Scotland could use community heating to fight climate emergency

District heating schemes to get backing as new Scottish bill launched

Future housing developments could incorporate community heating.

Scotland will be the first country in the UK to enshrine the place of heat networks in law to help meet climate change targets and tackle fuel poverty.

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The Heat Networks (Scotland) Bill published yesterday will introduce regulation and a licensing system for district and communal heating to accelerate use of the networks across Scotland.

Improving efficiency

If passed, the legislation would enable more networks to be built to heat small communities, lowering the need for less efficient single gas boilers along with the possibility of the networks being powered by renewable sources.

The initiative generates heat at a central source, with either hot water or steam transported to homes and other nearby buildings using insulated pipes, according to District Heating Scotland.

Energy minister Paul Wheelhouse said there are currently more than 800 networks across the country but the bill will allow for further expansion.

Ministers say the bill would help to meet climate targets set out in the Climate Change (Emissions Reduction Targets) (Scotland) Act last year, which aims to reduce greenhouse gas emissions to net zero by 2045.

Climate emergency

Mr Wheelhouse said: “We are facing a global climate emergency and one of the major challenges is reducing and ultimately stopping the impact from heating our homes and buildings, which is where more than half the energy we consume as a society currently goes.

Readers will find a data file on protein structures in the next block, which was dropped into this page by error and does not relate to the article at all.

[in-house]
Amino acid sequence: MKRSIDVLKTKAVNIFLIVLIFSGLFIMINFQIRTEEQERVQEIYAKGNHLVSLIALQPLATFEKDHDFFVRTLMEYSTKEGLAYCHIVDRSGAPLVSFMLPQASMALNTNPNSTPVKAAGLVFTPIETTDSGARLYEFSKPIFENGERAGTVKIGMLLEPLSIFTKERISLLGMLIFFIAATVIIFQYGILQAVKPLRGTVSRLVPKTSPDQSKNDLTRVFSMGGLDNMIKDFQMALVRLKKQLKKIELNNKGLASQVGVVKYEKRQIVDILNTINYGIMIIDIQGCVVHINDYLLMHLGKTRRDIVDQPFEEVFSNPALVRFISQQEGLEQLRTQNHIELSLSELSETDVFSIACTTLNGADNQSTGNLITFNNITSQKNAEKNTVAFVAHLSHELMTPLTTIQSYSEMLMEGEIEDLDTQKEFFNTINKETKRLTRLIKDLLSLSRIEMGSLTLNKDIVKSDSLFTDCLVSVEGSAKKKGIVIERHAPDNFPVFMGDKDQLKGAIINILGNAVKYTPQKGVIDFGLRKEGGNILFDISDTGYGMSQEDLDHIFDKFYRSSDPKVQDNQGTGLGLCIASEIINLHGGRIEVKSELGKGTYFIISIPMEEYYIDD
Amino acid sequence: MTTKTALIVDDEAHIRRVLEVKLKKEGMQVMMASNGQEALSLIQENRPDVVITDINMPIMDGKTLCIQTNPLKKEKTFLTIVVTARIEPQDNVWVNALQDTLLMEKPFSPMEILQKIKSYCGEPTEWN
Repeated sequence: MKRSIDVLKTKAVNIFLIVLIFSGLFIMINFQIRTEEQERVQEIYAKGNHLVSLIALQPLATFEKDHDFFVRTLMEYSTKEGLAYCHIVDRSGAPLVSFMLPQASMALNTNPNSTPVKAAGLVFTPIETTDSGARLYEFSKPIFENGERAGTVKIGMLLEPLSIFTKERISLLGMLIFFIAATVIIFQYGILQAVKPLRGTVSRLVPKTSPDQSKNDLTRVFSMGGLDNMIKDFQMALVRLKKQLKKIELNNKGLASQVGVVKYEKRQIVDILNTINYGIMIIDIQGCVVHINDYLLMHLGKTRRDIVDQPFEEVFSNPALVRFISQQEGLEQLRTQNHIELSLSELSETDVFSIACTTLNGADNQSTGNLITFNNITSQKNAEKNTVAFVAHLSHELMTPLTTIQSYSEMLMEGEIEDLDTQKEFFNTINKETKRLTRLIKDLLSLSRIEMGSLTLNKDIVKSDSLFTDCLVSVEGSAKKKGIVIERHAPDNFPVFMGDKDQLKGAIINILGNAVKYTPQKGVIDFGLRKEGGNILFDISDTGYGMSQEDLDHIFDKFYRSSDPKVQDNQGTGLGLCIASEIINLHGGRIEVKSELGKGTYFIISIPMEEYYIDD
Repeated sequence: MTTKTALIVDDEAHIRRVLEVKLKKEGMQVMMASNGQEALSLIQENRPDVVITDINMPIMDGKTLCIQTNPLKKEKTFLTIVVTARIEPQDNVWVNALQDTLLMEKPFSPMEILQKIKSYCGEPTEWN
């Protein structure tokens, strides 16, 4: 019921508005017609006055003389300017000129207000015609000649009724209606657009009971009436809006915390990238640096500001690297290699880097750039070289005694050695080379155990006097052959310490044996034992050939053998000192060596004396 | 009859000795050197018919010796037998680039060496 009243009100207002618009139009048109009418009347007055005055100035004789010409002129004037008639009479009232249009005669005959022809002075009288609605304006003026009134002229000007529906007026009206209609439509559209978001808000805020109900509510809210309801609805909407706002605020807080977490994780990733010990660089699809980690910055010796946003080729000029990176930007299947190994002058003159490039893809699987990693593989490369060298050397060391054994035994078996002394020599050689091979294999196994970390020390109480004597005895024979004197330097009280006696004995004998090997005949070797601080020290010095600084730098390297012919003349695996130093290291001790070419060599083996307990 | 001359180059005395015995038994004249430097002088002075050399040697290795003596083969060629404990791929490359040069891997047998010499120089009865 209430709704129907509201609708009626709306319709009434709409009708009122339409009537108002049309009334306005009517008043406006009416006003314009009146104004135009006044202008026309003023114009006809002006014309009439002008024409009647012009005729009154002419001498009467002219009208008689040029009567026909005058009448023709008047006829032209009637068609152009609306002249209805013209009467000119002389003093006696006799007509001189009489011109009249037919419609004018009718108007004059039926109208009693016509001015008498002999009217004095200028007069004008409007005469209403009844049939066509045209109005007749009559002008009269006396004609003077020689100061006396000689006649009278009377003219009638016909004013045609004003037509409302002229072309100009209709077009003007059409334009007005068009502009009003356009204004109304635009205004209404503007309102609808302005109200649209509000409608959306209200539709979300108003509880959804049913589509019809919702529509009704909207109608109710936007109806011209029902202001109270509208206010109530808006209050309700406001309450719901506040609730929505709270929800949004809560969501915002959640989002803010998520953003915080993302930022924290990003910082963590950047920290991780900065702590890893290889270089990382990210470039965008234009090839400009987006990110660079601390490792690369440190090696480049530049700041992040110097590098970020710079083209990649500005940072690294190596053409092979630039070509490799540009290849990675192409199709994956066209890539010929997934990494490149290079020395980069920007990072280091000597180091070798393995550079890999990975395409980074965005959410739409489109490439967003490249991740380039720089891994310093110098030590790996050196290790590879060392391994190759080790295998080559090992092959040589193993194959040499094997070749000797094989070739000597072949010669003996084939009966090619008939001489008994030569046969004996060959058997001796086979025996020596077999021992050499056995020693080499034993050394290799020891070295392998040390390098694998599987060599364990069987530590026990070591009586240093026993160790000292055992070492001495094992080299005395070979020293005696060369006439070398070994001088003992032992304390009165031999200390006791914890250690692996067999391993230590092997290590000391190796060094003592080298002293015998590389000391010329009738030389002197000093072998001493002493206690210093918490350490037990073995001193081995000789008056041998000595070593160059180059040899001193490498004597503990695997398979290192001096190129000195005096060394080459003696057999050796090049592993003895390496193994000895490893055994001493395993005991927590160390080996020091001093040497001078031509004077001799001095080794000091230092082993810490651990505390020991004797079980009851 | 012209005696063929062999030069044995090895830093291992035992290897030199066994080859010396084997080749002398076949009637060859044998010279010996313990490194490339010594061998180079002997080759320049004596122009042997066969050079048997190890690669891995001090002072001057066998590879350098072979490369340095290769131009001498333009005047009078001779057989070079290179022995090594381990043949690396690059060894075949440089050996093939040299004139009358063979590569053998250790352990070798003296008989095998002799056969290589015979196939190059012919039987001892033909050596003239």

Heat networks have huge potential to reduce that impact by providing more efficient, environmentally friendly solutions.

“The Scottish Government is determined to unlock the potential for that sector wherever possible and stimulate local jobs across Scotland in the process of delivering projects.”

He added: “We have done much to support the sector in recent years – there are currently more than 830 networks operating in Scotland, including significant projects we have supported in locations such as Glenrothes – but the sector is currently lacking a coherent regulatory framework and the Heat Networks Bill therefore marks the beginning of a transformational change as we seek to create a supportive market environment for the necessary expansion of heat networks.

“The benefits of heat networks are not only environmental, they can save space, remove combustion risk within buildings, and have been shown to save householders and businesses up to 36 per cent in fuel costs, with consequent benefits for tackling fuel poverty and reducing costs faced by businesses and public bodies.”

Budget deal with Greens

The introduction of the bill comes as the Scottish Government is expected to pass its budget on Thursday with the support of the Scottish Greens. The budget features £180 million of funding to decarbonise heating across Scotland.

WWF Scotland’s head of policy, Gina Hanrahan, welcomed the bill. She said:“Transforming the way we heat our homes, offices and schools is a vital component of Scotland’s journey to zero carbon.

This new legislation is an important milestone which will help to drive investment in urban heat networks, which have the potential to heat nearly half a million homes in Scotland by 2030, reducing emissions, creating jobs and cutting fuel costs.”